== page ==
Before you hit play on a new song, think about how many times you might listen to it. Believe it or not, this decision can have a small, but real impact on climate change — and the artist.
Surprisingly, the act of downloading that song uses the same amount of energy as streaming it. But once you’ve downloaded the song, the amount of greenhouse gasses emitted is far less for each additional play than if you continue to stream it from the cloud.
Greenhouse gas emissions from streaming music comes from two sources: the listener, and the so-called DSP (short for “Digital Service Provider”: Spotify, Apple, Amazon etc.).
On the listener’s device, streaming uses double the amount of battery life as playing a song that’s been downloaded. On the DSP side, streaming a song activates the servers where the songs live on the cloud. These servers require power, massive cooling systems, internet connectivity, buildings, and land. Spotify’s 2020 Sustainability Report explains that these carbon intensive activities produce over 70,000 tons per year of CO2 — carbon dioxide, the most prevalent greenhouse gas. The report notes that “the second largest source of emissions is the user phase,” meaning you, the listener, “making up 42 % of our emissions.” That’s another 70,000 tons or so of CO2.
However, the listener emissions come mostly from streamers, not downloaders. If all songs were downloaded instead of streamed, there would be an 80% reduction in CO2 emissions after the first listen. In other words, nearly all of the carbon intensive activities would be mitigated after the initial download (approximately 70,000 tons eliminated). Plus, listening to downloaded songs uses half of the battery life as streaming them (an additional 47,000 tons eliminated). The math here is not perfect as it can’t take into account server emissions associated with downloads as separate from streams, but the basic concept holds up.
Let’s look at an example: “Bang!” by my band AJR, has more than 265 million streams on Spotify. If all of the plays were streamed from the cloud, “Bang!” would have generated at least 3 ⅓ tons of greenhouse gas. This is the same as driving a car from New York to L.A. three times over. If all of the plays were downloads, “Bang!” would have generated less than ⅔ of a ton.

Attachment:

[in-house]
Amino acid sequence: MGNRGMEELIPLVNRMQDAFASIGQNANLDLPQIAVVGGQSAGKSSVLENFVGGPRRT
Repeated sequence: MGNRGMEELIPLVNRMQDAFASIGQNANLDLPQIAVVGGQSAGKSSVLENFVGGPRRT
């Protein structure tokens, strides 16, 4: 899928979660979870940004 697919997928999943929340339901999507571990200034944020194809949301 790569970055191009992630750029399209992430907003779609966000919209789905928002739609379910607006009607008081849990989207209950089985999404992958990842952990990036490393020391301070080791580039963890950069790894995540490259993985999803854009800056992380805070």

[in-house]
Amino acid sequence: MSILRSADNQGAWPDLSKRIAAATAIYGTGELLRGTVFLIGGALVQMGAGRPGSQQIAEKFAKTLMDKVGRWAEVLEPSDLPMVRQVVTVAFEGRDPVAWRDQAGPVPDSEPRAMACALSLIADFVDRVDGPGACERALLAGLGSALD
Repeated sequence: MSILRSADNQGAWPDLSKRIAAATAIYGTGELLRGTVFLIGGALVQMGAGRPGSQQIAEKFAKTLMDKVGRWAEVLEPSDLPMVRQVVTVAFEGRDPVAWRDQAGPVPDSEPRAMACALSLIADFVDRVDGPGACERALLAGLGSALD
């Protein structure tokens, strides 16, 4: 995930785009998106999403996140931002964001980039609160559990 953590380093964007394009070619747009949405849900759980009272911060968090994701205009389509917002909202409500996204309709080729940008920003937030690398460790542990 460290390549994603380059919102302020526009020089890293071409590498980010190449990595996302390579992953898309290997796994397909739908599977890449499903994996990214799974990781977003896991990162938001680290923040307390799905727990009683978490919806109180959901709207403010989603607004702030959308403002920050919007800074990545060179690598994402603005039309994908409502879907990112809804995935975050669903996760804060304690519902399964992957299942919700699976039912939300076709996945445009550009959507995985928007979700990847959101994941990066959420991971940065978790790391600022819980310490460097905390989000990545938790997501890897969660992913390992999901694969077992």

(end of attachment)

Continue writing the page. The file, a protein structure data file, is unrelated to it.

So it’s clear that downloading a song is better for reducing emissions. But if downloading is not an option (as in Spotify’s free tier), there are still ways to help. According to one set of researchers, if someone is going to listen to an album more than 27 times, it’s more environmentally responsible to buy a CD. This, assuming that people still have CD players and don’t have to drive to Radio Shack to buy one.
Sure, one stream is not going to make a meaningful environmental difference, but between Spotify, Apple, and Amazon, there are a gazillion subscribers so it does make a difference if we all do more downloading and less streaming. And while we’re at it, why don’t we all try to convince the DSP’s to switch to renewable energy to power the cloud?
Downloading also helps the artist. It sends a signal to Spotify’s algorithm that fans are passionate about the song. If enough people download a specific song, it could help the song show up on playlists like Today’s Top Hits. And those playlists are what really drive additional plays (and downloads) on the service.
So, this Earth Day, pre save and download our new song (coming soon) to help us and the planet. Yep, this whole piece was a long and ridiculously in depth way of marketing our new single. Elon Musk made electric cars sexy. I made you feel bad about not downloading our new song… whatever works!
Adam Met is the bassist of the multi-Platinum band AJR, a Human Rights and Sustainable Development PhD, and Executive Director of Planet Reimagined.